Next-gen makeover suits 'Soulcalibur IV'

Image: Soulcalibur IV
The latest entrant into the "Soulcalibur" series adds "Star Wars" characters, such as Jedi Master Yoda, who uses his green lightsaber and force powers to overcome opponents.
/ Source: contributor

Fans of “Soulcalibur,” it’s time to take up your blade, axe, hammer, and shield yet again — and the ensuing battle has never looked so beautiful. 

“Soulcalibur IV” is Namco Bandai’s fifth entrant into the series, and its first for the next-gen consoles. Utilizing the graphics potential of both the Xbox 360 and PS3, this game definitely takes the weapon-based fighting genre into the modern gaming age.

A group of heroes, villains, and those aligned somewhere in between seek to take control of one or both of the rival swords: Soul Edge and Soul Calibur. To do so, they must defeat each other in brutal combat and finally claim their prize from the cold, dead hands of the swords’ wielders. Throw in some Jedi and Sith from the “Star Wars” universe for a little extra spice and you’ve got the basic premise behind the game.

Overall, the biggest differences between “Soulcalibur IV” and the rest of the series are the substantial number of guest and bonus characters, the heavily expanded character creation and customization options, and the long awaited addition of online versus modes.

The game’s fighting system is essentially the same as the other games in the series in that you attack with horizontal, vertical, or kick attacks while you guard, parry, throw, and dodge around your opponent. Most special moves are initiated by pressing attack buttons simultaneously, but most players will start off button mashing until they find which button combinations work for each character. Plus, two new aspects have been added to the fighting system: destroyable armor and critical finishes.

As you attack, your strikes will direct either high, mid, or low. If you continuously strike an opponent in the same area, that part of their armor will eventually break away and they will take more damage from those types of strikes. The graphical representation of armor being broken off of your characters makes fights more interesting, but it also has a habit of making ludicrous outfits even more ridiculous.  Didn’t think Ivy’s outfit could be skimpier? Think again.

Critical finishes are devastating combos that will bring you instant victory regardless of what round it is or who is currently winning. But unlike destroying armor, which seems to happen normally in most fights, critical finishes are one of the most difficult moves I’ve ever tried to pull off in any fighting game I’ve played. And the criteria for pulling off these moves seem incredibly finite.

Each player has a soul gauge next to their health bar that starts off as green but will slowly become redder as they block strikes or blue as they land them. To pull off a critical finish, you must first get your opponent’s soul gauge all the way down so that it starts flashing red.  Then you must attack with a heavy attack that knocks your opponent back with a large clash and immediately press the critical finish trigger button.  Not only does your opponents gauge rarely get all the way down to red, but the timing of the move is super-hard to predict. Despite nearly 60 hours of gameplay, I’ve only been able to pull it off once.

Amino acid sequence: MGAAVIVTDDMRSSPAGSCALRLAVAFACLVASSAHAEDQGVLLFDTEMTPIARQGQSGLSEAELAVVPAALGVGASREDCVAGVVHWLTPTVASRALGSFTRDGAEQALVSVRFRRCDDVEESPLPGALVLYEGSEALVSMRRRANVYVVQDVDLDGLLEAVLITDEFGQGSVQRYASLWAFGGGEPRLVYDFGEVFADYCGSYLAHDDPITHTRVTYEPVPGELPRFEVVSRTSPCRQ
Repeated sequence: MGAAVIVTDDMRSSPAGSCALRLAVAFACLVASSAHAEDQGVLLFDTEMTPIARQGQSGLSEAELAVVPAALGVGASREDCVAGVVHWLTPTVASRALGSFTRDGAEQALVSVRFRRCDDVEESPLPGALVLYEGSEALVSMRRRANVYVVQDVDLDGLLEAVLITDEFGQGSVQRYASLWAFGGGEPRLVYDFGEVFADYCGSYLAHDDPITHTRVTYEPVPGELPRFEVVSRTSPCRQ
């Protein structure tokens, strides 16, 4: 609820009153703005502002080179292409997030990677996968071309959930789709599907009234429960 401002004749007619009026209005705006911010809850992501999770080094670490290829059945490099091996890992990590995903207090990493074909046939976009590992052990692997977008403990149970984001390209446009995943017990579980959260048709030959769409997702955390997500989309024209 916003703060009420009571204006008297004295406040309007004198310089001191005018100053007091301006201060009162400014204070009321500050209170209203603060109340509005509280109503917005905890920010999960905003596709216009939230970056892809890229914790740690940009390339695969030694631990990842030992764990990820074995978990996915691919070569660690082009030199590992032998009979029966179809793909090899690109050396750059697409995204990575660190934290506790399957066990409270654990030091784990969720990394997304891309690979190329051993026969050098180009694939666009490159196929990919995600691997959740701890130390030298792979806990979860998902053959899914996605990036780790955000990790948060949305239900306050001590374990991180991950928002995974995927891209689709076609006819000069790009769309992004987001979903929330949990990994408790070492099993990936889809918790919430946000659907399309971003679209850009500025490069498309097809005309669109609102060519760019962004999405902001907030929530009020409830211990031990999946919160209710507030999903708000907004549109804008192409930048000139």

"Soulcalibur" is a series known for having guest fighters from other games join the battle, but this game’s additions are arguably the most eyebrow-raising. Iconic characters from the "Star Wars" universe have joined the fray this time: Yoda guest stars in the Xbox 360 version, Darth Vader shows up on the PS3, and Vader’s secret apprentice from LucasArts’ upcoming “Star Wars: The Force Unleashed” makes an appearance on both systems. 

I eventually got over the fact that lightsabers slice through other fighters’ weapons, and that the force user’s storylines don’t really mesh that well with the Soulcalibur or Star Wars universes. And to my surprise, the characters' fighting styles actually worked. The main difference between the Star Wars fighters and the normal "Soulcalibur" bunch is that they can unleash overwhelming force attacks that are reliant on a force energy bar that, when drained, causes the character to become momentarily stunned.

At first I found the character customization options as little more than simple amusement or fuel for endless tweaking. But it wasn’t until I decided to test out the online gameplay that I really saw character customization’s potential. 

About 90 percent of the players I fought online had fully customized their character or made one completely from scratch — it was amazing to see just how creative people could be.  Some players made near-perfect replicas of other iconic characters such as Blanka from "Street Fighter," Cloud from "Final Fantasy VII," or Solid Snake from "Metal Gear Solid." Others made ridiculous fighters like fat clowns, purple wizards, or a fighter who looked like something out of an '80s workout video. Overall, the new online multiplayer is not only fun, it also provides a great stage to show off your most impressive or terrifyingly gaudy creations.

If you’re already a fan of the series, “Soulcalibur IV” is a must-have game that definitively takes the series into the next generation. If you’ve never played a "Soulcalibur game," try renting it first and seeing if the gameplay is something you can grasp and enjoy since there is a fairly steep learning curve when playing online.

But at its core, the game is the most exciting when playing with a group of friends in the room who are taking turns dealing out good natured beat downs. And really, who doesn’t enjoy that?